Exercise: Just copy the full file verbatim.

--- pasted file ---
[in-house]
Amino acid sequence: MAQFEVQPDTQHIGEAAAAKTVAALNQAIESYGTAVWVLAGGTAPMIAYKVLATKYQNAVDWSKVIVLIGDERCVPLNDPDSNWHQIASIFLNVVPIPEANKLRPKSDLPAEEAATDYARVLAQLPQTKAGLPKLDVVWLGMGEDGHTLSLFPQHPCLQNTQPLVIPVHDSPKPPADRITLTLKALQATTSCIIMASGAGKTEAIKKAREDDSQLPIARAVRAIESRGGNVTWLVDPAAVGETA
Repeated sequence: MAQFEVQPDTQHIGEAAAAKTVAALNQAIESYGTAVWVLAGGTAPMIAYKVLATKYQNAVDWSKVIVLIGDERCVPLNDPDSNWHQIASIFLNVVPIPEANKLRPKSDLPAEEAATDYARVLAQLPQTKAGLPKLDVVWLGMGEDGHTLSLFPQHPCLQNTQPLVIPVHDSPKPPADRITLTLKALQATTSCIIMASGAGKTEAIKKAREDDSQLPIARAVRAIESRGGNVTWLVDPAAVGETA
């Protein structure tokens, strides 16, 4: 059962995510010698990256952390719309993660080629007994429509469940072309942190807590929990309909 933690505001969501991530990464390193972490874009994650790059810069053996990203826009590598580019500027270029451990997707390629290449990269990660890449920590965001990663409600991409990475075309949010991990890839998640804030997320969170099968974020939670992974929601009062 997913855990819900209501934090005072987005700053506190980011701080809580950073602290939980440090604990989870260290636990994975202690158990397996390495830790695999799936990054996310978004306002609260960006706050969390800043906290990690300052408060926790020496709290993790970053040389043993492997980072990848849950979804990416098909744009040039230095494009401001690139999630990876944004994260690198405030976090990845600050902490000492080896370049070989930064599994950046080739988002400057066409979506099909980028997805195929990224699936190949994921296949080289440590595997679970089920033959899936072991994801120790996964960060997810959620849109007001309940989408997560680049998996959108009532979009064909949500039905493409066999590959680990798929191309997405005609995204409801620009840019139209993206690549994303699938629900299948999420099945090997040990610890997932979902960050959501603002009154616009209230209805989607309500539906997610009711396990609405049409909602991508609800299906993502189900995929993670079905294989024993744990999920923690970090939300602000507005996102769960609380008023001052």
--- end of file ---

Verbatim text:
[in-house]
Amino acid sequence: MAQFEVQPDTQHIGEAAAAKTVAALNQAIESYGTAVWVLAGGTAPMIAYKVLATKYQNAVDWSKVIVLIGDERCVPLNDPDSNWHQIASIFLNVVPIPEANKLRPKSDLPAEEAATDYARVLAQLPQTKAGLPKLDVVWLGMGEDGHTLSLFPQHPCLQNTQPLVIPVHDSPKPPADRITLTLKALQATTSCIIMASGAGKTEAIKKAREDDSQLPIARAVRAIESRGGNVTWLVDPAAVGETA
Repeated sequence: MAQFEVQPDTQHIGEAAAAKTVAALNQAIESYGTAVWVLAGGTAPMIAYKVLATKYQNAVDWSKVIVLIGDERCVPLNDPDSNWHQIASIFLNVVPIPEANKLRPKSDLPAEEAATDYARVLAQLPQTKAGLPKLDVVWLGMGEDGHTLSLFPQHPCLQNTQPLVIPVHDSPKPPADRITLTLKALQATTSCIIMASGAGKTEAIKKAREDDSQLPIARAVRAIESRGGNVTWLVDPAAVGETA
């Protein structure tokens, strides 16, 4: 059962995510010698990256952390719309993660080629007994429509469940072309942190807590929990309909 933690505001969501991530990464390193972490874009994650790059810069053996990203826009590598580019500027270029451990997707390629290449990269990660890449920590965001990663409600991409990475075309949010991990890839998640804030997320969170099968974020939670992974929601009062 997913855990819900209501934090005072987005700053506190980011701080809580950073602290939980440090604990989870260290636990994975202690158990397996390495830790695999799936990054996310978004306002609260960006706050969390800043906290990690300052408060926790020496709290993790970053040389043993492997980072990848849950979804990416098909744009040039230095494009401001690139999630990876944004994260690198405030976090990845600050902490000492080896370049070989930064599994950046080739988002400057066409979506099909980028997805195929990224699936190949994921296949080289440590595997679970089920033959899936072991994801120790996964960060997810959620849109007001309940989408997560680049998996959108009532979009064909949500039905493409066999590959680990798929191309997405005609995204409801620009840019139209993206690549994303699938629900299948999420099945090997040990610890997932979902960050959501603002009154616009209230209805989607309500539906997610009711396990609405049409909602991508609800299906993502189900995929993670079905294989024993744990999920923690970090939300602000507005996102769960609380008023001052």